Beware the impact of insurance risk during water restrictions

Beware the impact of insurance risk during water restrictions

Master Builders Association Western Cape advises its members of the following important information relative to insurance risk whilst water restrictions are in place:

As you are aware, the City of Cape Town declared water restrictions in January 2016 which have led to institutions, residents, farmers and businesses all being adversely impacted.

To make matters worse, water resources have been put under tremendous strain due to the holiday season.

What Impact may this have on your insurance policy?

As the drought conditions continue to deteriorate, the shortage of water could materially affect the function or effectiveness of water-dependent fire-fighting equipment and sprinkler-systems. The water crisis therefore requires additional precautions to be taken by yourselves to minimise the risk of loss or damage to property – a general policy condition in most insurance contracts. During these prevailing conditions, failure to take reasonable measures to safeguard property and lives could prejudice you in recovering from a loss event and may also be in contravention of the regulations on safety in the workplace.

Precautions taken should always be in line with the principles of water conservation outlined by the City of Cape Town.

With respect to sprinkler-protected property, the following conditions apply:

Fire cover will respond during a period of intentional water cut-off, reduced water pressure or any form of water rationing by the Authorities (other than suspension of the water supply due to, for example, non-payment of accounts, etc.) as a result of the prevailing drought conditions, that directly gives rise to sprinkler systems not performing their function or being ineffective during an event.

You are still responsible for the maintenance of the building’s sprinkler-system and for ensuring that the system is in good working order. Should the system be defective, at the time of the loss, your claim may be rejected.

You must keep records and proof of the last service and/or test of the system (on premises and elsewhere). In this regard, we encourage the closed-circuit test which does not require more or additional public water supply than already in the system.

Should at the time of loss, the last date of service or the last test be out of cycle or out-dated, your claim may be rejected.

Loss of Income due to the business being interrupted

Unfortunately, insurance policies do not respond to losses resulting from damage directly or indirectly caused by drought or shortage of water.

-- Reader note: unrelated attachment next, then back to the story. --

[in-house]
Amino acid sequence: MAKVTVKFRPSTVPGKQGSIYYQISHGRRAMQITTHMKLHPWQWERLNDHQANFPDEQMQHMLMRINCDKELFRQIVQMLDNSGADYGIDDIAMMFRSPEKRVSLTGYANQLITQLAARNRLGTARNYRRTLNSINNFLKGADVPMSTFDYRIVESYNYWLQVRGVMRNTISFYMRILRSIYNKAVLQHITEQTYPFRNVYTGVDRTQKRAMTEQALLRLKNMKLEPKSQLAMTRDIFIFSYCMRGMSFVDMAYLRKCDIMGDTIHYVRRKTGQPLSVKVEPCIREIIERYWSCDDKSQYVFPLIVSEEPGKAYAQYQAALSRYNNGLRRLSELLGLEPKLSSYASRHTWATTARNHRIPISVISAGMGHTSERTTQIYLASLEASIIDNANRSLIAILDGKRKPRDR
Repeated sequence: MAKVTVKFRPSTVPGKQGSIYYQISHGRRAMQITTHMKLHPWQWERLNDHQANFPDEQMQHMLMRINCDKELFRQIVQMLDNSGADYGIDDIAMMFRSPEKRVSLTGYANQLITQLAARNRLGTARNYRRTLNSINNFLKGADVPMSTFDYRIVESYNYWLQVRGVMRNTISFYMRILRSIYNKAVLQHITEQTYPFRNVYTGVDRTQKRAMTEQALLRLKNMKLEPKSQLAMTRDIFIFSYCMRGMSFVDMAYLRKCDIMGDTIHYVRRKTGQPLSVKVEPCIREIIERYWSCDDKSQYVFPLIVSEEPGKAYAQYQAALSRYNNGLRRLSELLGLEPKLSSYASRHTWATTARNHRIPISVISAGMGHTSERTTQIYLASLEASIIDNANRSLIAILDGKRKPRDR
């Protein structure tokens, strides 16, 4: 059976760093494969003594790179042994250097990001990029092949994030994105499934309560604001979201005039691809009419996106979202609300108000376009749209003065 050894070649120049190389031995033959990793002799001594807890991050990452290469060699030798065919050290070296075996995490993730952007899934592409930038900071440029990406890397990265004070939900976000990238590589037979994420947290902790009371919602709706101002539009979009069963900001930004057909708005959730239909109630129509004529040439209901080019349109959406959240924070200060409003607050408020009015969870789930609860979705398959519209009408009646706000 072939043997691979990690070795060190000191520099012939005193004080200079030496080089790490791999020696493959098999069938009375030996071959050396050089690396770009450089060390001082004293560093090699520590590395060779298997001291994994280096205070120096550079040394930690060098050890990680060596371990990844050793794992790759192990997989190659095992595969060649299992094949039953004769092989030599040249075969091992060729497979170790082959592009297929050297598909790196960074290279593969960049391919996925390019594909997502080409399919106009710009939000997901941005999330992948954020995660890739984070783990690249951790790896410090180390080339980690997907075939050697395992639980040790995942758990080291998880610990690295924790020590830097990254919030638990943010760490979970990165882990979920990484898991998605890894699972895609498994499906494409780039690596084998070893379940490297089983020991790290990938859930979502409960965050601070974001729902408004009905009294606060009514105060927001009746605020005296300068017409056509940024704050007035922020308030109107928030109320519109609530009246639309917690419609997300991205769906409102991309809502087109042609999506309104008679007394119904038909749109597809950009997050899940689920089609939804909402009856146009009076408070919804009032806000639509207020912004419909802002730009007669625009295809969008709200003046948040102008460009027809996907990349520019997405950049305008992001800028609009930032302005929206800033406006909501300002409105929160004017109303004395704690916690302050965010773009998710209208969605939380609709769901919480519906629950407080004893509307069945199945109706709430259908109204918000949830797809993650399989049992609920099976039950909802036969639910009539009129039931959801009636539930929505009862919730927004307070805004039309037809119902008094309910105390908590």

Theewaterskloof Dam, Cape Town

The above-mentioned is intended as a guide only to assist your thinking and decision making. Please contact your broker if you have any further queries.

Could discontent’s winter get any colder?

Could discontent’s winter get any colder?

As a first order of business I must pay respects to my predecessor, Bafikile Bonke Simelane, not only for the highly professional way in which he conducted his presidency of Master Builders South Africa, but also for his very erudite and informed monthly Comment in our magazine.

The building industry in South Africa is subject to influences from a welter of sources, perhaps more so than any other national business. Keeping an eye on those influences is a job all on its own. Bonke managed to do that and take in the bigger picture as well.

John Matthews, President – Master Builders South Africa

Whereas retail, tourism, banking and many other essential enterprises are driven predominantly by market forces, the building and construction industry has myriad other impacts, some obvious and others a great deal more subtle. Bonke had his finger firmly on the pulse and regularly told us just where the next threat may be waiting or opportunity to be exploited.

But he didn’t have to be an oracle to spot the elephant so evident on the climatic horizon – a hundred-year record drought.

The factors peculiar to the building industry are often intangible. Whereas supplies, raw materials and labour are common to all industry, builders are often sandbagged by the simplest of needs. The much-vaunted issue of water has never been more top of mind than in the past year in the Western Cape, and as the summer slips into early autumn, the denizens at the Cape scan the horizon for signs of a merciful cold front, and the upper slopes of Lion’s Head are scrutinised for a wisp of cloud that inevitably presages the winter rains.